I woke up to better-looking weather today for my hike from Hlöðuvík to Hesteyri.
Unfortunately, however, still no feeling in the surface layer of my left outer thigh 🙁 It turns out I have developed Meralgia Paresthetica (thank you Dr Google). Given that I’m not overweight nor wearing tight clothing, I suspect this was caused by the hip belt of my pack compressing the lateral femoral cutaneous nerve in my groin for the past few days. The trick now is to find out how to adjust the pack so it doesn’t continue to do so!
Fortunately, it doesn’t hurt, it just feels really, really weird. And if I press on the nerve I can feel sensations shooting down the leg, so I’m hoping no permanent damage has been done. Apparently, it can take several months to rectify…
From Hlöðuvík to the pass to Hesteyri
Loaded up again, I had walked less than 10 minutes when I came across my first river crossing. The boots came off, the neoprene socks went on, and I waded through with nary a concern, as the three guys from the Czech Republic who were just ahead of me took photos and video.
The trail to Kjaransvíkurskarð Pass was very obvious and climbed steadily up the green valley beside a river with multiple waterfalls.
But just in case you were feeling particularly nervous, there were plenty of stone cairns to keep you on the straight and narrow as well.
The sun came and went all morning, and I took the opportunity to sit and relax in its Vitamin D whenever the opportunity arose.
Closer to the pass, the ground became rocky and the trail mostly disappeared (it’s hard to see a trail on rocks). If you don’t like walking on unstable surfaces that are very good at turning ankles, I would not recommend hiking in Hornstrandir!
From the pass to Hesteyri
Just over the top of the pass, I was confronted with yet another very steep snowdrift. I couldn’t actually see the next cairn and had to trust the boot prints of others to guide me.
Fortunately, they didn’t lead me astray and the end of Hesteyrarfjörður appeared below me.
Once down off the pass, I was confronted with stone cairns stretching out into the distance along a long, flat traverse following the right-hand side of the inlet.
The terrain switched between rocky patches and boggy patches, and the cairns went on forever…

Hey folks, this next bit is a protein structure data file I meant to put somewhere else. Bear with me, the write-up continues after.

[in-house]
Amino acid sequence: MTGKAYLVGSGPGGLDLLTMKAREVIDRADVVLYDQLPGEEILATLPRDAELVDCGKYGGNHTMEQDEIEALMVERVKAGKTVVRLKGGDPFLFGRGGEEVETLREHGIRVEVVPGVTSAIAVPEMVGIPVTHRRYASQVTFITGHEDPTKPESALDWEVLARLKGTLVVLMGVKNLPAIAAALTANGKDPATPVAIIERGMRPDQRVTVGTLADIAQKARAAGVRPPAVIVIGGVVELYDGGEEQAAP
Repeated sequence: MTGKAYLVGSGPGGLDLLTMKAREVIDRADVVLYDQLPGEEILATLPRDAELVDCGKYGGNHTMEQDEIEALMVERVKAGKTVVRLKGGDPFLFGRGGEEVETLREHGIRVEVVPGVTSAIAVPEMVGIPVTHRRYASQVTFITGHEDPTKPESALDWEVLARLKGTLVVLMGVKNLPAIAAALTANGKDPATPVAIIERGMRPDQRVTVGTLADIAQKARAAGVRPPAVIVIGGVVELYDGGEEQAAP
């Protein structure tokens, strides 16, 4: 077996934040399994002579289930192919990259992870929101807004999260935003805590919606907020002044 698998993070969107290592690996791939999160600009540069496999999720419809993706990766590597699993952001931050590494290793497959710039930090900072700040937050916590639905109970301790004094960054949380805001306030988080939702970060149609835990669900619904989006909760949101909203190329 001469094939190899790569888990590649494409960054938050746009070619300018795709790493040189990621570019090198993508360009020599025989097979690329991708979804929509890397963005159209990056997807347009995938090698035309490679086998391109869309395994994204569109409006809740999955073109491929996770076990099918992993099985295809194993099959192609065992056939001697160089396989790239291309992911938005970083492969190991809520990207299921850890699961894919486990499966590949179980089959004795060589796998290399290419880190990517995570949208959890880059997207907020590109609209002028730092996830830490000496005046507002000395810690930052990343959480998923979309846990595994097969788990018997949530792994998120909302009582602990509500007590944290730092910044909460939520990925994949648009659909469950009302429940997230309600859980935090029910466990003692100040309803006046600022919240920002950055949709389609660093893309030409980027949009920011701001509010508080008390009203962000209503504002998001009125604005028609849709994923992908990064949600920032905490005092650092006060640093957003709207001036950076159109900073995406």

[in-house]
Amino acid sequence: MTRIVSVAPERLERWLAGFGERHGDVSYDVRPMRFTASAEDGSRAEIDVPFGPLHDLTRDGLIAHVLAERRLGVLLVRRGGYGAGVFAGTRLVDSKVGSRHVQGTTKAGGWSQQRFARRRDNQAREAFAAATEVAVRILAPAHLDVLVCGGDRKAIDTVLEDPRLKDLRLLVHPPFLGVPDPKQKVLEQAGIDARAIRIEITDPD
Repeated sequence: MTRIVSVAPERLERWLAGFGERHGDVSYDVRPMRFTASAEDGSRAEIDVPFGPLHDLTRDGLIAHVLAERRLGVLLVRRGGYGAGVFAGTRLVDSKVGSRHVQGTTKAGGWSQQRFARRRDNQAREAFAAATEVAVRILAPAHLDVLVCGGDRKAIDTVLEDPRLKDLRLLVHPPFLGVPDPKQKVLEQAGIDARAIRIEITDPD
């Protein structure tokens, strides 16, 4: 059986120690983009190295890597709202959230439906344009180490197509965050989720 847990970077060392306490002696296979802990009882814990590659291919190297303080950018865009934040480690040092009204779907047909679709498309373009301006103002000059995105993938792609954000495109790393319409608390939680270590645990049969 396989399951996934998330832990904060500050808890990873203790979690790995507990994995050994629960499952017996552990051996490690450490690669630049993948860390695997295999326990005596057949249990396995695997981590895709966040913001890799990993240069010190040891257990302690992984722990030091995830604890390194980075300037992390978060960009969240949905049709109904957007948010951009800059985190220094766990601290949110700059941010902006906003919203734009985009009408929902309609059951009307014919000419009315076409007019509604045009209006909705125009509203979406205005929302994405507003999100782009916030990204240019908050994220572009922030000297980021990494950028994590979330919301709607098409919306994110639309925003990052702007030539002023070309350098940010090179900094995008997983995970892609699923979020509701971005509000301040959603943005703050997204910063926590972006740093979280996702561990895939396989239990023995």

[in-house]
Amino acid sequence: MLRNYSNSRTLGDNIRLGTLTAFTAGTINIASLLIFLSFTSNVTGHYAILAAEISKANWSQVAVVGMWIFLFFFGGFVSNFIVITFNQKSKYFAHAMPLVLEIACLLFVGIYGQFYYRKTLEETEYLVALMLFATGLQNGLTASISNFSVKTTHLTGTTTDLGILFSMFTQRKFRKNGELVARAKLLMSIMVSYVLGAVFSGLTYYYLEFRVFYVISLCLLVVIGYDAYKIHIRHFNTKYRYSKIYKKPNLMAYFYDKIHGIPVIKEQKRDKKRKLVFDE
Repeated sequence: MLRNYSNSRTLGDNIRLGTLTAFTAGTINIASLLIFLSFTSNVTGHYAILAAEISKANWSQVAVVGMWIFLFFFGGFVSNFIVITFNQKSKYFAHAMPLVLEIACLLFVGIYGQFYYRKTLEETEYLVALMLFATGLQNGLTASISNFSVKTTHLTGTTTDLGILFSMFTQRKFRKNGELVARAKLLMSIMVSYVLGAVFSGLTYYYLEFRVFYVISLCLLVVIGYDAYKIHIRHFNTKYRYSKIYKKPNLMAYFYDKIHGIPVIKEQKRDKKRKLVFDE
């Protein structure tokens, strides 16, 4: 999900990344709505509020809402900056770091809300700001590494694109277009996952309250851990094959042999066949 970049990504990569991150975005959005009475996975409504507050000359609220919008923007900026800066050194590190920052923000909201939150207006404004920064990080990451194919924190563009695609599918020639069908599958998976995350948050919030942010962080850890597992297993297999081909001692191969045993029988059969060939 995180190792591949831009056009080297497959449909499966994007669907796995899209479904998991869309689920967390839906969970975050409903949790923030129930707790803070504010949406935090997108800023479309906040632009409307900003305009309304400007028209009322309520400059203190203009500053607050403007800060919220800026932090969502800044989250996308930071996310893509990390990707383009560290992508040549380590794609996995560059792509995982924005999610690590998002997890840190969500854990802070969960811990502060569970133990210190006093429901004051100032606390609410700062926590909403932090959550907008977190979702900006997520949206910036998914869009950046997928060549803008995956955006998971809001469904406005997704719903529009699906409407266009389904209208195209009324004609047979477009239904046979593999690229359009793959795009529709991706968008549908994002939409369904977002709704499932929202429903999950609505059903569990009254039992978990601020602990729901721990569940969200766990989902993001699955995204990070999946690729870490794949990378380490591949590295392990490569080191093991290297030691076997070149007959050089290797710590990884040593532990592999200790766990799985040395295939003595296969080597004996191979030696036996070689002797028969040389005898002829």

To be honest, this was the most boring part of all the hiking I’d done for the past 5 days, and I was very relieved when I finally spied the “abandoned” village of Hesteyri below me.
I just had to figure out how to get there! After hours following either a well-trodden trail or large stone cairns, in the final approach to Hesteyri there were two occasions when I could not figure out where to go next!
The first was yet another snowdrift, and once again I had to trust in the bootprints of others.
The second was even more frustrating! I hiked to what I considered to be the first stone cairn, then to a second stone cairn that was nearby. But the trail was absolutely nowhere to be seen and no further cairns were visible. I could see the trail below me – but how to get down there?
I wandered back and forth on the top of the cliff and eventually spied something that 1/2 looked like a track, back near the first cairn. Turns out – that was it, and I finally arrived in Hesteryi.
The campsite is actually on the other side of town through some pretty lush rhubarb bushes, and much further than one suspects. I was about to turn around and go ask back at the cafe, when I spied the top of the triangular toilet. I set up my tent overlooking the inlet – my home for the next 3 nights!
Distance = 15.2 km
Time taken = 7 hours and 10 minutes. About an hour or so of stops along the way.
Download track as .gpx
Read more about my solo trek in Hornstrandir
If this post has piqued your curiosity, read about the rest of my adventure in Hornstrandir:
- Prelude – leading up to departure
- Day 1 – from Veiðileysufjörður to Hornvík
- Day 2 – from Hornvík, around Hornbjarg to Hornbjargsviti
- Day 3 – from Hornbjargsviti to Hornvík
- Day 4 – from Hornvík to Hlöðuvík
- Day 5 – from Hlöðuvík to Hesteyri
- Day 6 – around Hesteyri